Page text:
August 12, 2015

I'll Have Mine With a Cherry on Top

When it was my turn to pick a popsicle or a lollipop as I child, I always opted for the citrus flavors, but when I had to choose between the red flavors, strawberry won out every time. I have eaten the cherries you'd typically find on top of an ice cream sundae or in a Shirley Temple, but I don't believe I had ever actually eaten a cherry, in any form, until this past July!

While we were on vacation, one of my sisters-in-law came to visit and brought along a few snacks, including a bag of cherries. Because I was hungry and trying to be good, I ate some. Then I went back for seconds and the love affair began. Aside from the stem and pit situation (no, it's not very lady-like to spit pits across the room... although we did have a few pit spitting contests outside), I found I quite enjoyed eating them. Then she told me how they're a great sleep remedy and that sealed the deal. When I came home, I looked up the health benefits of cherries and here's what I found.

Cherries (specifically tart in some cases) are an often overlooked superfood that can help with everything from insomnia to joint pain and belly fat, and so much more.
  • "Cherries battle belly fat. Researchers found that tart cherries have significant weight management benefits for animals, including reduced belly fat. In the study, rats that received whole tart cherry powder mixed into a high-fat diet didn't gain as much weight or build up as much body fat as rats that didn't receive cherries. Their blood also showed much lower levels of certain inflammation markers linked to heart disease and diabetes. And, in addition, they had significantly lower blood levels of cholesterol and triglycerides than their cherry-deprived counterparts." (Resource: Natasha Turner, ND)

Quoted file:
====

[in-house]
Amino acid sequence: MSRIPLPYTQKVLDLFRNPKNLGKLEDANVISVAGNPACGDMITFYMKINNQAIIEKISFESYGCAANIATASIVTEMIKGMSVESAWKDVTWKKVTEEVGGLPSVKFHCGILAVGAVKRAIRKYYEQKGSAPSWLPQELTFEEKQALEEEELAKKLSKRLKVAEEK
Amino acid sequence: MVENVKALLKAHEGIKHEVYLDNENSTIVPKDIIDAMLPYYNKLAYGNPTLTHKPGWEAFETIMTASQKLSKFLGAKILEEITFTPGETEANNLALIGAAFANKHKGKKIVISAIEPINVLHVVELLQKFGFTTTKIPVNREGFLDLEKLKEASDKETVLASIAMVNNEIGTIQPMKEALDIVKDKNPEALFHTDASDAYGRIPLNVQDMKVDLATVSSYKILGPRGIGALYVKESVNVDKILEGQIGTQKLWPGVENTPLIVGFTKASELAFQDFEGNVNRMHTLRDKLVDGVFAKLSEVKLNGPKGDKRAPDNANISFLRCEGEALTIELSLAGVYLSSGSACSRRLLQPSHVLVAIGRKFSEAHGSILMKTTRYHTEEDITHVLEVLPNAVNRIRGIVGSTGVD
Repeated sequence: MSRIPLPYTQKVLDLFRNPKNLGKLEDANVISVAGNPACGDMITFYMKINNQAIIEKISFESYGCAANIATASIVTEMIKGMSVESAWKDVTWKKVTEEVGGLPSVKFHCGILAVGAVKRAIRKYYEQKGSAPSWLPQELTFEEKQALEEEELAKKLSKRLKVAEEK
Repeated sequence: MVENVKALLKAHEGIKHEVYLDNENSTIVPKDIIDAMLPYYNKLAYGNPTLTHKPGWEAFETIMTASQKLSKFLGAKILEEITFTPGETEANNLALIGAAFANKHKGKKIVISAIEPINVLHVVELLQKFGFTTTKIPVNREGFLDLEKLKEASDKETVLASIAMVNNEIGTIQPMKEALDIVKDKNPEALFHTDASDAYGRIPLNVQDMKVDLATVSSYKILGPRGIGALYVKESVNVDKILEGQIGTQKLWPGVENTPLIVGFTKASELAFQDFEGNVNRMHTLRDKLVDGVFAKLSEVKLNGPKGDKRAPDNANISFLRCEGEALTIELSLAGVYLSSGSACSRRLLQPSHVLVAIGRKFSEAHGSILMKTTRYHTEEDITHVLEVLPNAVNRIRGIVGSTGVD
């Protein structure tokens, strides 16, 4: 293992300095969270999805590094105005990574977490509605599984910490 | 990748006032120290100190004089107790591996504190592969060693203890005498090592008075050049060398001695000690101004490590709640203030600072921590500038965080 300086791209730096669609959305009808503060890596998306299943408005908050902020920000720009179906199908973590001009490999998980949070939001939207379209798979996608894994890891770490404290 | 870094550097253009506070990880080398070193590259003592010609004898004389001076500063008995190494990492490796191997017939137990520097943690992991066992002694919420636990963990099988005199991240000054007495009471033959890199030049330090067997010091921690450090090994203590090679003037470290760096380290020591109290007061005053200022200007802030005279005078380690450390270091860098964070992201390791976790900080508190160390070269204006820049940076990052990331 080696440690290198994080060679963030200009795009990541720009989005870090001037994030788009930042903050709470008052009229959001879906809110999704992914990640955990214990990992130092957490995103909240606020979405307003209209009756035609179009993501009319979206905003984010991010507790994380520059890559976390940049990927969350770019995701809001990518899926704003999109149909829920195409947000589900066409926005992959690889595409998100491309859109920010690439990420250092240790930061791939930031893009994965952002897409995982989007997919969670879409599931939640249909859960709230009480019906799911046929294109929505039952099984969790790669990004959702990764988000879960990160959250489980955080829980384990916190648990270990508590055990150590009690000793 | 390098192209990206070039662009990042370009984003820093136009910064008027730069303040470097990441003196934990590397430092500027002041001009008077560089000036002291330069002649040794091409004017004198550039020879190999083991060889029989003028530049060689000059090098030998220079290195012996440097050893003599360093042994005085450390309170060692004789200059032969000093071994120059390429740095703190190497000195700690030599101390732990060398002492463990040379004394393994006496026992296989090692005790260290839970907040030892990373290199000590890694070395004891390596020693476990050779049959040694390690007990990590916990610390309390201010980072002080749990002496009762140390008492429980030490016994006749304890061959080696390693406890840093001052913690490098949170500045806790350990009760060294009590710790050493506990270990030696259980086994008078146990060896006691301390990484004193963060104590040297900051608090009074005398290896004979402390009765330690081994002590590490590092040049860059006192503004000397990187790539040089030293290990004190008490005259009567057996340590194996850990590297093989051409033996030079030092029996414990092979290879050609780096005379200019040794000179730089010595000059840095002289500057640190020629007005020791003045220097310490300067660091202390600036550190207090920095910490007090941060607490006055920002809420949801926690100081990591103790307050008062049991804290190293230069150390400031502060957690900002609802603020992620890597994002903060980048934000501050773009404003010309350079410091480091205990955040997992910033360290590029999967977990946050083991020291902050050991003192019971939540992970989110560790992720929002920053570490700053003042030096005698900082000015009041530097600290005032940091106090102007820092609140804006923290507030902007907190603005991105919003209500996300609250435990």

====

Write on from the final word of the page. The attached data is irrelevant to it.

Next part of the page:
• A good workout stretches (actually damages) your muscles. And although many people like to feel the burn post-workout, you can significantly reduce muscle inflammation and soreness by drinking a cup of tart cherry juice or eating a cup and a half of tart cherries immediately after your workout.
  • If you're having trouble sleeping, drink one ounce of cherry juice 30 minutes after waking and 30 minutes before your evening meal helps boost melatonin levels. (Cherries are a good source of melatonin. Drink one half to one cup of juice an hour before bed.) They have also been found to help with jet lag. Note: there is a higher level of melatonin in tart cherries compared to sweet cherries.
  • "The Alzheimer's Association includes cherries as one of the memory boosting foods because they are rich in antioxidants." (Resource:
  • Speaking of antioxidants, cherries have the highest antioxidant level of any fruit, which aids the body in fighting free radicals that make us look old. According to Scientists from Michigan State University, drinking one daily glass of tart cherry juice slows down the again process and has been used to treat other skin conditions.
  • "Cherries are very high in potassium, which helps regulate heart rate and blood pressure and reduces the risk of hypertension. The phytosterols in cherries help reduce bad cholesterol levels." (Resource:

I've been trying to eat as many cherries as I can and I'm currently looking for a good brand of cherry juice. I'll keep you posted.

Update: I'm enjoying Lakewood Organic Tart Cherry juice each morning and night. 

Photos: lchunt and Care2